To foster social partners’ active involvement in the process, the Commission has dispatched national coordinators in most member states. These are supposed to ease the partners’ input in the country-specific recommendations before the end of April.

“We have to use this time wisely and constructively,” Dombrovskis said to social partners. “We need to discuss which reforms work and where things are not moving in the right direction,” he added.

The Commisssion is also trying new ways to boost EU tripartite dialogue in a more informal way. The testing ground will be the public consultation on the proposal for a Council recommendation on integration of the long-term unemployed, part of the 2015 Work Programme.

“This is not a 100 meter-race but a marathon,” added Itschert, insisting that the idea is to make progress not only for the European Semester, but tp have a better exchange between the national and the EU level on all policy areas that touch the labour market.

The EU executive has identified other areas where the contribution of social partners will be particularly important, such as the Energy Union, the Digital Single Market, and the deepening of the Economic and Monetary Union with its related social dimension, said Dombrovskis.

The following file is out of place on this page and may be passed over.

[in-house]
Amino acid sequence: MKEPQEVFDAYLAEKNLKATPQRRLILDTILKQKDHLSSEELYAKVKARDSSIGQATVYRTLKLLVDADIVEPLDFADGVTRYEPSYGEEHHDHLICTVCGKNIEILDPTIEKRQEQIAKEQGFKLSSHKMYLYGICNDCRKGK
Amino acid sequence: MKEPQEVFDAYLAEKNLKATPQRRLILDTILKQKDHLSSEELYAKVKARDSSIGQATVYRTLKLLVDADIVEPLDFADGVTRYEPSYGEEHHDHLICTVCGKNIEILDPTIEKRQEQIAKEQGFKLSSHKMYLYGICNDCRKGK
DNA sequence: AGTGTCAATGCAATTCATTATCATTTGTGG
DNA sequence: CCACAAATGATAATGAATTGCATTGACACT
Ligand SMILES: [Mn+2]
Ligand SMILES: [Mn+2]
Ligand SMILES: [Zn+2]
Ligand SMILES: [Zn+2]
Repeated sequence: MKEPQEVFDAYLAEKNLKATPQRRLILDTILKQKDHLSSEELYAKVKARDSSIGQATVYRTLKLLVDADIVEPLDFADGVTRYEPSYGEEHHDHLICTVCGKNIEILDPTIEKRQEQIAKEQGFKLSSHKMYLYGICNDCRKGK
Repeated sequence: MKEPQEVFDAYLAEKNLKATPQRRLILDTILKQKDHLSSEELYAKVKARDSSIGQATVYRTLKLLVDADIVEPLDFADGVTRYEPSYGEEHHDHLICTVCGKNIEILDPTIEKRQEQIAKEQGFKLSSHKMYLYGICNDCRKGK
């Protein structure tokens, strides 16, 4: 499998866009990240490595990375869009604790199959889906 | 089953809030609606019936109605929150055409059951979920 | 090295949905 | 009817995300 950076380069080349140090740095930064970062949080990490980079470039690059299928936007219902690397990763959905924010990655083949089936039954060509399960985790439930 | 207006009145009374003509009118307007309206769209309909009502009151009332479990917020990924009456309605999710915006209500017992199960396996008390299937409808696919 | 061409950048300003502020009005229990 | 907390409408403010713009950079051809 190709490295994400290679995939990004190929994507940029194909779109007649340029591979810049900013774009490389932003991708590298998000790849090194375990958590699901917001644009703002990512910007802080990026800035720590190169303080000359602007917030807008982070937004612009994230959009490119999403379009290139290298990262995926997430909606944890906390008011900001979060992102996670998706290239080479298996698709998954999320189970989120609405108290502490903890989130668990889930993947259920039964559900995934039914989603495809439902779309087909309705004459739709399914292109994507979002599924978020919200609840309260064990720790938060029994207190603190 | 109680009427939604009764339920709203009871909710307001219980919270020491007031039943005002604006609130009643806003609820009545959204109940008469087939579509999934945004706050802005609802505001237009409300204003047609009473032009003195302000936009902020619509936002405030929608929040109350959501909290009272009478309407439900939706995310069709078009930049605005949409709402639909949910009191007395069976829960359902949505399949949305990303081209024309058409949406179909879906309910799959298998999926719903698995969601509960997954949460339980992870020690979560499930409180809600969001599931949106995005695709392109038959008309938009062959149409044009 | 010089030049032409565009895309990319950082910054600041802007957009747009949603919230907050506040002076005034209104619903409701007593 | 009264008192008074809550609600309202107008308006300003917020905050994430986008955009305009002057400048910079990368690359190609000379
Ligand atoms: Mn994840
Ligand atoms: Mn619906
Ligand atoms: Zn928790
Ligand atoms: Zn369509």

Showcasing Latvia and Finland

Even though Latvia has a very immature social dialogue, according to the latest industrial relations comparative survey, it managed to pull together social partners around an ambitious reforms plan.

“During the economic downturn, Latvian social partners had to make courageous decisions in supporting unpopular budget cuts and reform plans of the government. But, without their consent and commitment, Latvia could not have achieved the much-needed budgetary and economic reforms,” said Dombrovskis.